The follow-up, ‘Angelique’, is significantly more interesting. For a start, it’s a piano-led ballad with hints of the symphonic, fae-like sound of Magic Forest. Like ‘Ladyhawk’, the identity of the protagonist is ambiguous. Is she a shipwrecked Black Dove? A siren? Maybe even a mermaid? The softness of the piano really gives Capri’s vocals room to shine, and hints of her classical training are permitted come through to great effect. At times it does border a little on musical theatre, particularly when the piano changes to forte along with a general swell of symphonic sound, but this doesn’t detract from the overall strength of the song.

Like ‘The Court of Mirror Hall’, the next two tracks, ‘Rise Of The Evil’ and ‘Chamber of Dreadful Dreams’ are completely forgettable, despite  being among the two heaviest and most power metal tracks on the record. Meanwhile,’Knock Knock Who’s There?’ is not so much forgettable as just plain horrible. Whilst arguably playful, the synth, twinkling sounds, melodic major key and child-like wonder in Capri’s vocal inflections – that made its closest musical counterpart ‘Ladyhawk’ so good – are just way, way too much here.

Things pick back up a bit with ‘Symphony Nr 1, Part 1 – The Witchcraft’. With a strong symphonic opening and a bouncy, sing-a-long melody, it tells the story of a witch hunt, only for the the point of view to switch from the mob to the witch. Despite being of a more upbeat tempo, ‘Symphony Nr 1’ has a lot in common with ‘Angelique’; the general sound of the song is very musical theatre-esque with a strong focus on the characterisation of the protagonist. The song’s closing bars also echo ‘Angelique’ very subtly, however whilst ‘Symphony Nr 1’ grabs your attention on first listen, its repetitive melody and simplistic lyrics don’t have any staying power.

Fortunately, given how erratic and bizarre the rest of the album sounds, things end on a high note with ‘Your Time – My Time’. With some fantastically fast guitar-work despite the generally mid-tempo speed, the song is tightly written with some wonderful, equivocal lyrics that echo the album’s title track ‘Innuendo’. The song is beautifully sung by Capri, the breakdown is ominous and sinister, and the fade-to-black gorgeous guitar solo is simply wonderful. This is easily the best track on the record, and my personal favourite.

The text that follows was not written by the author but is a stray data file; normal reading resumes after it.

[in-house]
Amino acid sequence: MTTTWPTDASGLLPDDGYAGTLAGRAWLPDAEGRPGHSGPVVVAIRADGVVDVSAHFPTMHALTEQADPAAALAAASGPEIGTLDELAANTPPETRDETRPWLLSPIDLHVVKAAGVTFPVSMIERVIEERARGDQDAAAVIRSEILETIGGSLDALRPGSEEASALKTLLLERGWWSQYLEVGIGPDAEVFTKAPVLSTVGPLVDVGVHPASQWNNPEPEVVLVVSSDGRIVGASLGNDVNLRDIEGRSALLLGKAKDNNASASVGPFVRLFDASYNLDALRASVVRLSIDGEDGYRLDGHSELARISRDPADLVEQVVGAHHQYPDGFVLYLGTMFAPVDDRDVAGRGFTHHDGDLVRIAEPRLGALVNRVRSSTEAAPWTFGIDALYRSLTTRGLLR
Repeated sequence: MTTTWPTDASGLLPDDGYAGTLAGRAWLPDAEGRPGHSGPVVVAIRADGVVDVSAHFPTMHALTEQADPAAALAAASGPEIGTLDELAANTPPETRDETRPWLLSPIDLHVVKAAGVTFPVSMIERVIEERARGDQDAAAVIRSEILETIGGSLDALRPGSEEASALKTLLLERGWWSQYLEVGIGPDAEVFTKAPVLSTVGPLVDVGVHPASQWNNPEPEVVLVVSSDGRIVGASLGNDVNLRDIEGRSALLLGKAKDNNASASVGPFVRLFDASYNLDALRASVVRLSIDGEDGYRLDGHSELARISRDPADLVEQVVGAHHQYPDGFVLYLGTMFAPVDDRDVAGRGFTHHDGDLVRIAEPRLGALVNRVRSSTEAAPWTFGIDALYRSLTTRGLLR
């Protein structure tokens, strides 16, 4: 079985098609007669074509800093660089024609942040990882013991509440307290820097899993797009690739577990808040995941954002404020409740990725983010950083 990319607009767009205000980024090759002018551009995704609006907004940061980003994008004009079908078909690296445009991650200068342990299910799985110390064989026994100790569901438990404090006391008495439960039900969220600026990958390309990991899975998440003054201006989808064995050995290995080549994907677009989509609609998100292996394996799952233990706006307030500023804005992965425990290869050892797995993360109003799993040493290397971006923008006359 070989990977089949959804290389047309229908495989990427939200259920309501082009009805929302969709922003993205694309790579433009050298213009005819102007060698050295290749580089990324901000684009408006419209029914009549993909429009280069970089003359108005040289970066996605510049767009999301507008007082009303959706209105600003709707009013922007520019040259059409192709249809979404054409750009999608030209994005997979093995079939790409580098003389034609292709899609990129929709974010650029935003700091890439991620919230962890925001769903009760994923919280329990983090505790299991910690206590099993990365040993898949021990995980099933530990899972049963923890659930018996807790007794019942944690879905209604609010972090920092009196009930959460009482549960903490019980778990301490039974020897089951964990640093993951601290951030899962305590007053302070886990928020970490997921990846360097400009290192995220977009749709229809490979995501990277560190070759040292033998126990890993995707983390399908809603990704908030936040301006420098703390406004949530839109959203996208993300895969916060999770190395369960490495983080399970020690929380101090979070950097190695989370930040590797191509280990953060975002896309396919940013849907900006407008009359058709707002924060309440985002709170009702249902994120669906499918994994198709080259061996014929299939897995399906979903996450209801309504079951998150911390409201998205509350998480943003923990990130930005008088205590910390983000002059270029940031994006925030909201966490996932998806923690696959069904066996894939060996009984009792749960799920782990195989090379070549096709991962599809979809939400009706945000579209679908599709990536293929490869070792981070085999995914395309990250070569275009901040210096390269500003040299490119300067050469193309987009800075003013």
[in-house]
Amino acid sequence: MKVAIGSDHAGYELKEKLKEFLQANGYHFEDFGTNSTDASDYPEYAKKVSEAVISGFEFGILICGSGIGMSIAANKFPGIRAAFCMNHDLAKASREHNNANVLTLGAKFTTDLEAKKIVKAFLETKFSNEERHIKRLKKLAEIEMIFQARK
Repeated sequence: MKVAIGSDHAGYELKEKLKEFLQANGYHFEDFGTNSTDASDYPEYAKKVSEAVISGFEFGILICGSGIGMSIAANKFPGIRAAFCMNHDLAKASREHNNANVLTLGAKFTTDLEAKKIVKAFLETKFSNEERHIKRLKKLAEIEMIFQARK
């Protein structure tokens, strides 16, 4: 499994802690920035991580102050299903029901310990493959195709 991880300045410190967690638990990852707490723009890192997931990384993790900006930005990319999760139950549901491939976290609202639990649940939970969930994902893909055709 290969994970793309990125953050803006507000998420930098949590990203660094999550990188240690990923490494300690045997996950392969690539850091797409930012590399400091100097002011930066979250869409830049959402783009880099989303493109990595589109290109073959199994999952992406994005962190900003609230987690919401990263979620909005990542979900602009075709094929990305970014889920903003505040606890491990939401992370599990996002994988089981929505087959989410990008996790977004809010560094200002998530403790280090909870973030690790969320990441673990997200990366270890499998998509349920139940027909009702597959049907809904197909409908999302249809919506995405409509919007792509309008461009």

Overall, Innuendo is a decidedly mediocre album that drifts a bit too much stylistically and lacks the cohesiveness that makes a truly great symphonic metal record. Though there are a couple of tracks here that I do like, I doubt very much I will still be listening to them in a year’s time.

Verdict: 2/5
S.E. Berrow


Amberian Dawn’s official website:

http://amberiandawn.com/

Fancy a listen? Check out these officially released videos of some of the tracks reviewed above:

‘The Court of Mirror Hall’: https://youtu.be/dYxw1bI6rnY
‘Fame & Gloria’: https://youtu.be/vjqKk8JRzQo
‘Ladyhawk’: https://youtu.be/7H52v7RuANg

 

Sunday Night Piratey-Metal Goodness

I just found out that power metal band Amberian Dawn have a new album out this Friday called Innuendo… this is very exciting news! Clearly I have been living in some kind of goth-cave to have only discovered this at the eleventh hour.

Amberian Dawn | Innuendo

I still haven’t got my mitts on a copy of Leaves’ Eyes King of Kings yet either, which quite frankly is a travesty. God, payday can’t come soon enough…

Leaves' Eyes | King of Kings

Anyways, Amberian Dawn’s latest track, ‘Fame And Gloria’, is pirate-themed and pretty catchy, and seeing as my book The Mayor has pirates in it, it seemed pretty on point and I thought I’d share. Enjoy!

I hope you all had a wonderful weekend.

Take care,

S.E. Berrow


Be sure to check out Amberian Dawn and Leaves’ Eyes’ official websites:

http://amberiandawn.com/
http://www.leaveseyes.de/